Aedes Mosquito
Aedes mosquitos that can transmit the Zika virus are native in some parts of the United States, but not widespread throughout the country. CDC

The Centers for Disease Control and Prevention (CDC) released a draft Zika response plan on Tuesday, setting up plans of action and roles of rapid response teams to prepare for impending locally-transmitted cases of Zika.

The 58-page document is novel in its creation of response teams, which will help localities with disease surveillance, mosquito control and lab testing, among other things. Many local governments do not have pre existing departments or teams to address these roles.

Though the United States remains luckily free of any locally transmitted Zika infections, the CDC believes that it’s not long before transmission occurs in the 50 states, primarily in the south, southwest, and Hawaii, where there are larger populations of the disease-carrying mosquitos Aedes aegypti and Aedes albopictus.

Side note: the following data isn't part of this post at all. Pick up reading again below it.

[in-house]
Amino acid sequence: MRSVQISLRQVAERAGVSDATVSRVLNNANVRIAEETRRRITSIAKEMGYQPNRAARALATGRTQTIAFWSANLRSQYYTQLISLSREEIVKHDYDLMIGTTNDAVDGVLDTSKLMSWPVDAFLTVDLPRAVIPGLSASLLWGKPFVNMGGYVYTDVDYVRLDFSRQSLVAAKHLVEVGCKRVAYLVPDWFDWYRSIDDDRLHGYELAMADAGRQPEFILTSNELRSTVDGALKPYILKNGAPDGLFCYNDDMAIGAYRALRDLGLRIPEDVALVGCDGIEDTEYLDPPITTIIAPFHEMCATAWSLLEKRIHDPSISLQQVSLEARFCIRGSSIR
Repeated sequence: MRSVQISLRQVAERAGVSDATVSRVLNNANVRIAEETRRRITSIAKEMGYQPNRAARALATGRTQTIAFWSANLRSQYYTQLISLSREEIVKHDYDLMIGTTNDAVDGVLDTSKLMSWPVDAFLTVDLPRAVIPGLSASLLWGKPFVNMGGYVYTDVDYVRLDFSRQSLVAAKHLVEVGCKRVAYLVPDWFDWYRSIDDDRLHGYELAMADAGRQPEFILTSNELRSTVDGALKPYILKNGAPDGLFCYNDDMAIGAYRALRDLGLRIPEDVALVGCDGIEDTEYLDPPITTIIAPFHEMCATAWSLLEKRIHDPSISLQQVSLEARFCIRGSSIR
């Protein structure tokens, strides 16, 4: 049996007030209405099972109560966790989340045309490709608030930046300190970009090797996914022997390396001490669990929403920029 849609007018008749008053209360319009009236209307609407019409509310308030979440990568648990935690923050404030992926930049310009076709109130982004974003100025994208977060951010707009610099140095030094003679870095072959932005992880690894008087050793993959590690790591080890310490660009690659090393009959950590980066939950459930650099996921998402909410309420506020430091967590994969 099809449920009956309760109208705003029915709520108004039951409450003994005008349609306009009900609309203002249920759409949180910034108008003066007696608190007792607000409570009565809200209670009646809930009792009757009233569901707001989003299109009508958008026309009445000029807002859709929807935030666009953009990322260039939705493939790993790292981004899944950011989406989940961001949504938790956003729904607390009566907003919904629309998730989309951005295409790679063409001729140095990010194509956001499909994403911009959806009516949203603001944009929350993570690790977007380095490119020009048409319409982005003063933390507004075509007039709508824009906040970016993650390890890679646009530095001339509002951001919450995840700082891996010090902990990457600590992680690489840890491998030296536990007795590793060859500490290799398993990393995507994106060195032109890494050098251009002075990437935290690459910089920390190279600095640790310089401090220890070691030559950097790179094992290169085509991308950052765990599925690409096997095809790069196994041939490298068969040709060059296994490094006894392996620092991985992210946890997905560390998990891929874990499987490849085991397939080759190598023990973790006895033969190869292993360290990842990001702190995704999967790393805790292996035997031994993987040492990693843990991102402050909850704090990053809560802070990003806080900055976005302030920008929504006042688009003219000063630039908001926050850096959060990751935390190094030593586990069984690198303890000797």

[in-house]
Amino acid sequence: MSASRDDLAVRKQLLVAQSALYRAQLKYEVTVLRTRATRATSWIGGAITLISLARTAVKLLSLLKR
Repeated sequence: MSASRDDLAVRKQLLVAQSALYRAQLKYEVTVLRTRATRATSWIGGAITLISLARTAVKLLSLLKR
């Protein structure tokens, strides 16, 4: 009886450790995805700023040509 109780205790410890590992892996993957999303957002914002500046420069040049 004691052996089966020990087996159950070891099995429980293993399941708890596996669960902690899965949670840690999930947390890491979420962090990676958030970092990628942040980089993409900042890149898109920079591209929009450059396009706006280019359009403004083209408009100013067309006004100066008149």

As of today, there are about 700 reported cases of Zika infection throughout the states and Washington, D.C. All resulted from travel, and not from local transmission. In Puerto Rico, there have been more than 1,200 locally-transmitted cases of Zika virus reported in Puerto Rico, as well as 21 each in American Samoa and the U.S. Virgin Islands.

The CDC and other experts anticipate that future transmission may be precipitated by a traveler entering the continental U.S. or Hawaii with the Zika virus and then being bitten by one of the two species of mosquitoes that can transmit the disease.

Thankfully, it is expected that an outbreak in the states would be small in comparison to other cities in Latin America, which are now dealing with the disease. Experts credit this to the common use of air conditioning and window screens, along with American cities being less dense than their equatorial counterparts.

[Via STAT]